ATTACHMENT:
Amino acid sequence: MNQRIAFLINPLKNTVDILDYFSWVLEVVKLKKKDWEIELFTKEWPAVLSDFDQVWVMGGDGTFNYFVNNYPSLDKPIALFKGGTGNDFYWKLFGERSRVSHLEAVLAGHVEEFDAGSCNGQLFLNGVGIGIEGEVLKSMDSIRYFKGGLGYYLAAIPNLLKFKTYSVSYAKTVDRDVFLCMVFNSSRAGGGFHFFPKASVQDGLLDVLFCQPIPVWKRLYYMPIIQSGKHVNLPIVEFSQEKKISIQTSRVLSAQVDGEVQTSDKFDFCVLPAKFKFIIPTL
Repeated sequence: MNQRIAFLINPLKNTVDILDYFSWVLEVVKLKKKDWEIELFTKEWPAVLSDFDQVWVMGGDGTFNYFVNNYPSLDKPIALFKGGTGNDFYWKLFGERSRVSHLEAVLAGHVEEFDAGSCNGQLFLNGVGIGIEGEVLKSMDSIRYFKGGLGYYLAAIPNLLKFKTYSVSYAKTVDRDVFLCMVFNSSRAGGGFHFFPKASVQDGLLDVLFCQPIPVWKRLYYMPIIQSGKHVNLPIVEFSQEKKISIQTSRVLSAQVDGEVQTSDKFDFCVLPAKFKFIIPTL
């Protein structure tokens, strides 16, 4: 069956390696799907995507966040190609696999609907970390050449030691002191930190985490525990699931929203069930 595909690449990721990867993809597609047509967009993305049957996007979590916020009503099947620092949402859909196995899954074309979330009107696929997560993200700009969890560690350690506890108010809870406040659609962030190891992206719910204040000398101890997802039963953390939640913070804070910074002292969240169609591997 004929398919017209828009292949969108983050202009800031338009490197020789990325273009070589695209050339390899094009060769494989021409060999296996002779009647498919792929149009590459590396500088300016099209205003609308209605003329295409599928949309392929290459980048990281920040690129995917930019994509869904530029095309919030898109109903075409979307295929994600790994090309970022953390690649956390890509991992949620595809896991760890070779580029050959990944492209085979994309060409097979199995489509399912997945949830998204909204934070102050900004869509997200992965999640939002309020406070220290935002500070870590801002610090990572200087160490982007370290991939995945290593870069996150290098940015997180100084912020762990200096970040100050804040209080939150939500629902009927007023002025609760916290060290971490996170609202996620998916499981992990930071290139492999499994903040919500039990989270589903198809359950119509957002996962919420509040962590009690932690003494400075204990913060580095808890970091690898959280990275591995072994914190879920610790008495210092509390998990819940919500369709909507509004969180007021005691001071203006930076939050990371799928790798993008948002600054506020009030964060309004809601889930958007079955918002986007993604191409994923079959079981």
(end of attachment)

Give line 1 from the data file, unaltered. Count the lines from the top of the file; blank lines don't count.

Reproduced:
Amino acid sequence: MNQRIAFLINPLKNTVDILDYFSWVLEVVKLKKKDWEIELFTKEWPAVLSDFDQVWVMGGDGTFNYFVNNYPSLDKPIALFKGGTGNDFYWKLFGERSRVSHLEAVLAGHVEEFDAGSCNGQLFLNGVGIGIEGEVLKSMDSIRYFKGGLGYYLAAIPNLLKFKTYSVSYAKTVDRDVFLCMVFNSSRAGGGFHFFPKASVQDGLLDVLFCQPIPVWKRLYYMPIIQSGKHVNLPIVEFSQEKKISIQTSRVLSAQVDGEVQTSDKFDFCVLPAKFKFIIPTL